I already knew a lot about sales from my work at SAP, where the latter part of my career was spent in Sales Operations, and focused on sales enablement.  However, the healthcare context has its own unique challenges and nuances, and it was humbling to realize how much I had a lot to learn.  In particular, the way pharmaceutical data is collected and managed poses all kinds of challenges for enabling sales and marketing employees to make business decisions.

One challenge that reps often face is a significant lag in the data, and thus it’s often difficult for the reps to know how/if their activities are influencing physician prescribing behavior, if they are achieving the goals for their territory, and so on.  We had to make those complexities clear in the interface while still making the content easy to consume on a mobile device.  At the time, there was exponential growth in the use of iPads by pharmaceutical sales reps.  So, we knew that a highly performant (mobile friendly), responsive design would be critical for the sale of our solution, and ultimately for adoption.

Building JSCR

Given ZS’ deep knowledge in this space, it’s probably not surprising that our efforts to build Javelin Sales Compensation Reports (JSCR) started by gathering the perspectives and insights from the many project teams actively working on customer projects.  We requested sanitized (e.g. anonymized) versions of existing Excel scorecards, and we had a junior member of the UX team acting in a Business Analyst capacity.  Through his work we came to learn that, although they looked quite different, 80% of the scorecards had common elements.  Those findings shaped the core requirements for our product roadmap and backlog.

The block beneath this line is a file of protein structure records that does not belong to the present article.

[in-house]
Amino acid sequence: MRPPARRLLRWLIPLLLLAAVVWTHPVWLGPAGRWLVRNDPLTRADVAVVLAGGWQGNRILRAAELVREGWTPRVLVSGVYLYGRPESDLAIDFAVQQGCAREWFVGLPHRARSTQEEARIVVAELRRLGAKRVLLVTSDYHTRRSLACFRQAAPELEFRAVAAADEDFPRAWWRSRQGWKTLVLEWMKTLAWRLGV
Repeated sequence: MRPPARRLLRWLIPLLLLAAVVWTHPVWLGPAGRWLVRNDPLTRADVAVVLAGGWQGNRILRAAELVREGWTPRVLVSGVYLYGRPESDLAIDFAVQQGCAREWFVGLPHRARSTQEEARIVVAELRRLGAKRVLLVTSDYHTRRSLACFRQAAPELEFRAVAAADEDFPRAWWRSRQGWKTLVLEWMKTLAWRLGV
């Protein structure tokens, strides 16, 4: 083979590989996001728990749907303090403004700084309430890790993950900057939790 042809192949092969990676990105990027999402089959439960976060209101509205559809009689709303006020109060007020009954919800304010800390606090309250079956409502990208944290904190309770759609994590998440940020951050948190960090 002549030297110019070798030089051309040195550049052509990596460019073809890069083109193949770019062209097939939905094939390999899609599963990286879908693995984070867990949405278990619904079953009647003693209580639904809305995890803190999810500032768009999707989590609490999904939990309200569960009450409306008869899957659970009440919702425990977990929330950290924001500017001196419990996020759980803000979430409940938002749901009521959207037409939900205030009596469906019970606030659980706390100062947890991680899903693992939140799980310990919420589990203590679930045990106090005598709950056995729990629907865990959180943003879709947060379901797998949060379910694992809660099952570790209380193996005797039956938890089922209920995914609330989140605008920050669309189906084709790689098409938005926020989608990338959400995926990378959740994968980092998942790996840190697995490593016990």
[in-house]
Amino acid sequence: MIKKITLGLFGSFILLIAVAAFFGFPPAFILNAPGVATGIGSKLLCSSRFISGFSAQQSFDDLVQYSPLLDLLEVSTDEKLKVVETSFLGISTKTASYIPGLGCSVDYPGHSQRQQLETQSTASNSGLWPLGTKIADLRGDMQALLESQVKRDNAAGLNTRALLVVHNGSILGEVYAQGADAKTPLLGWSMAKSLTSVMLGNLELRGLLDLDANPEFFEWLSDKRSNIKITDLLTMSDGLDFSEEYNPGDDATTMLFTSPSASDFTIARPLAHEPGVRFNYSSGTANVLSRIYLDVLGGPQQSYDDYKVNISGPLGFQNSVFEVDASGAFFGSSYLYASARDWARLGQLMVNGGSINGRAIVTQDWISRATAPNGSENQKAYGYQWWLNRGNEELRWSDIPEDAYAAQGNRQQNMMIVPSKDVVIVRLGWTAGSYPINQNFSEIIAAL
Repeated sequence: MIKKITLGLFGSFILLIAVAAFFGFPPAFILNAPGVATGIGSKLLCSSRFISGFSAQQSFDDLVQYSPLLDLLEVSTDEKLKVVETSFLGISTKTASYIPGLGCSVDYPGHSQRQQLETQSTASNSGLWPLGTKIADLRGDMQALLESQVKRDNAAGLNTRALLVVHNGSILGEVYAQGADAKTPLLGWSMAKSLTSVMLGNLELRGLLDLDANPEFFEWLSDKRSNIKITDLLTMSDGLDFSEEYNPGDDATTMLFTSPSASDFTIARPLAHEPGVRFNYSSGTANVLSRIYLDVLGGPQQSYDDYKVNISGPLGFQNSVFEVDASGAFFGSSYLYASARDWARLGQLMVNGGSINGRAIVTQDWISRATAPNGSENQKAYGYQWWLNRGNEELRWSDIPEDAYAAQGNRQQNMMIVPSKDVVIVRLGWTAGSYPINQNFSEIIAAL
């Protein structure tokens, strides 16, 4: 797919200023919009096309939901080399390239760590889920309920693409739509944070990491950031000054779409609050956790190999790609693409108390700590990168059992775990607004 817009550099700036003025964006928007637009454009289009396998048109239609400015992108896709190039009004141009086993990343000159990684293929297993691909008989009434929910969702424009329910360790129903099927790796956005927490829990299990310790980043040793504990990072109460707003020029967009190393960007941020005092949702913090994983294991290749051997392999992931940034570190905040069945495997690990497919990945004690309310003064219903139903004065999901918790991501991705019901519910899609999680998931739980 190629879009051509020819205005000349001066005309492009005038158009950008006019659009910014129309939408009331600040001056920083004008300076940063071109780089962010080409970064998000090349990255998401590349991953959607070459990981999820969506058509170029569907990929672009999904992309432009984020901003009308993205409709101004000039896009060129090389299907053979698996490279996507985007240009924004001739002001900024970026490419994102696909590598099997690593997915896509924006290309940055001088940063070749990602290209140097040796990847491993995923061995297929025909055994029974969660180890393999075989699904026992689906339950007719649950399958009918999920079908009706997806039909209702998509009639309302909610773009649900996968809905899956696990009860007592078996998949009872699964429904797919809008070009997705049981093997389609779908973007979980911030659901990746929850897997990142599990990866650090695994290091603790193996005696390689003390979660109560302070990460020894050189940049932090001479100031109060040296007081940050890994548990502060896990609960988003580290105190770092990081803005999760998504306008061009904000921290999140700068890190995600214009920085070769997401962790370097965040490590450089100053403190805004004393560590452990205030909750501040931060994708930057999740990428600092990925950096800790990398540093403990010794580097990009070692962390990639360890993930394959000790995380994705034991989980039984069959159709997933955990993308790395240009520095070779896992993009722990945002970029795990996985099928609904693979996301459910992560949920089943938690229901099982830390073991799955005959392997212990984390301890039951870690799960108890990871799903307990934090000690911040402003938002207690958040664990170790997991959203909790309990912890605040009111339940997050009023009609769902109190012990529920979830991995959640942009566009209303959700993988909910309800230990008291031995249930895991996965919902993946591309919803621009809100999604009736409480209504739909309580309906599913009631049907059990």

The User Experience team started by developing concepts to socialize with an advisory team in consulting.   With their input and experience, we produced multiple iterations before we were ready to validate with end-users:

ScreenClip

Anyone working in the B2B space knows how challenging it can be to get access to end-users for testing.  However, given our expertise internally – and after reviewing so many scorecards – we had a good idea of what features would appeal and why.  Here is some of the feedback we received:

ScreenClip

Before finalizing the design, we secured access to both sales reps and managers, who reviewed our designs, and confirmed that we were generally on the right track:

JSCR-3

We also identified some small areas of improvement.  Out of that work were inspired to develop concepts for a new solution that we’re working on today.

If I had to reflect on the reasons I am most proud about our work and outcomes on this product, there are three big ones: (1) commercialization of ZS’ deep subject matter expertise, (2) architecture and performance, (3) proven value of UX:

  1. The lead designer on this project (Shannon Burch) has been working in the sales compensation space for over four years now.  She’s been engaged in research and design for all the various end-users of those solutions, from ZSers who operate clients systems to the sales reps themselves.  She is familiar with the most common types of compensation plans, and has worked closely with compensation experts to arrive at the optimal visualizations for those plans.  As a result, she was able to design a solution that is adaptable to a wide variety of sales compensation plans and metrics.  Shannon is an accepted expert by those at ZS who consult in this space.  At one point in the project we lost the product manager, and she was able to keep delivery on track by assuming both roles.